2

Take these calls for example:

Call                        Time of expiration
SBUX Jan13 55 Call          2012-01-18 4PM EST
FIO Jan13 22 Call           2012-01-18 4PM EST
FB JanWk4 32 Call           2012-01-25 4PM EST
NVDA Mar13 13 Call          2012-03-15 4PM EST
ZNGA Mar13 3 Call           2012-03-15 4PM EST

My questions:

  1. Are these the correct date and times of expiration?
  2. After the time of expiration, what happens to the options?
5

4PM is the market close in NYC, so yes, time looks good.

If "out of the money," they expire worthless. If "in the money," it depends on your broker's rules, they can exercise the option, and you'll need to have the money to cover on Monday or they can do an exercise/sell, in which case, you'd have two commissions but get your profit.

The broker will need to tell you their exact procedure, I don't believe it's universal.

  • Are those dates of expiration right? Specifically, does a JanWk4 call end on 2012-01-25 and does a Mar13 call end on 2012-03-15? – Kirk Ouimet Jan 16 '13 at 21:22
  • Standard options are third Friday of the month. I understand there are new options with weekly expirations, so I'll trust that's correct, but no personal familiarity with them. – JTP - Apologise to Monica Jan 16 '13 at 21:25
3

Equity options, at least those traded in the American exchanges, actually expire the Saturday after the 3rd Friday of the month. However, the choice to trade or exercise the options must be specified by the 3rd Friday.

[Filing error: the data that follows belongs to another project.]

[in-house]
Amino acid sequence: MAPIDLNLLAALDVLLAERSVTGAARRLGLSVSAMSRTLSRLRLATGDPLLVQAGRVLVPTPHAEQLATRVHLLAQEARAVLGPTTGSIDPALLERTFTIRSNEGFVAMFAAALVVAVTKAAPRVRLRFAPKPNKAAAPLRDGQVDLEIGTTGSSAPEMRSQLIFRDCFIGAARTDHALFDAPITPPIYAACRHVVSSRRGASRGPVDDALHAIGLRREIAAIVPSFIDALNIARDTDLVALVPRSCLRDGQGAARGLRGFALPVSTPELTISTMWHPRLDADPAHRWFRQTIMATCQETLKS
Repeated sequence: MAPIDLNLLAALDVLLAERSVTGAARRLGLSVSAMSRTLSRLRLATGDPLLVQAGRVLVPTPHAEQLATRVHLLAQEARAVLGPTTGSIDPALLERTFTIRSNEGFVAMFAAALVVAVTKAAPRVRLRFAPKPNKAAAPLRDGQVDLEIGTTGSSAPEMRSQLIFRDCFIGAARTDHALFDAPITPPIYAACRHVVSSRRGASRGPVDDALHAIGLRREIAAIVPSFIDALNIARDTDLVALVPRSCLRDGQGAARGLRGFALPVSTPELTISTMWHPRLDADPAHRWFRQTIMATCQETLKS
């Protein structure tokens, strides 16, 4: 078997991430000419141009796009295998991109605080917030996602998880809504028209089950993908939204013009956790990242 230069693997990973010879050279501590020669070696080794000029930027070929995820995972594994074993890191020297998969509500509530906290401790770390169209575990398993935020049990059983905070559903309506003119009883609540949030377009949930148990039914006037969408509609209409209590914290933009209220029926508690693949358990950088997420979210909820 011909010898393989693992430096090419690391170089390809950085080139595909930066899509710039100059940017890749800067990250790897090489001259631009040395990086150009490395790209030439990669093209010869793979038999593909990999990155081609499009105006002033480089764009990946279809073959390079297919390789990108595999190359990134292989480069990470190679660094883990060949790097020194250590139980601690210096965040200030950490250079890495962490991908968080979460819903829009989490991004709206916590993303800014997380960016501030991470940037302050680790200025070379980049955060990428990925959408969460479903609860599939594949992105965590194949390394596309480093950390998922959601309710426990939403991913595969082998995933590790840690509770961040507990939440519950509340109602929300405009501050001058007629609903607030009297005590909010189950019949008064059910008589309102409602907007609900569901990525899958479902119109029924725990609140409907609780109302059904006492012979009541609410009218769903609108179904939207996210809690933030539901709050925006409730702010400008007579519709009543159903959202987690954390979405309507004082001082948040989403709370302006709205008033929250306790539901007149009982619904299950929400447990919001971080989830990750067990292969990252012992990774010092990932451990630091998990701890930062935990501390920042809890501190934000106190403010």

This is outlined by the CBOE, who oversees the exchange of equity options. Their FAQ regarding option expiration can be found at http://www.cboe.com/LearnCenter/Concepts/Beyond/expiration.aspx.

1

Here is the answer from my brokerage:

Regular equity monthly options expire on the 3rd Friday of every month. The last time to trade them is by market close at 4 PM Eastern time. The weekly options will expire on the Friday of that week, also with a last trading time of 4 PM Eastern time.

Options that expire in the money by .01 or more are automatically exercised. If you are long an option that is out of the money at expiration, it will expire worthless. If you are short an option, even if it expires out of the money, you are still at risk for possible assignment since the long option holder always has the right to exercise an option prior to expiration.*

  • Note that the risk for assignment at any time applies only to American style options, which covers most equity options. However, index options follow European style rules which only allow them to be exercised just prior to expiration. – Jimmy Apr 14 '13 at 3:50

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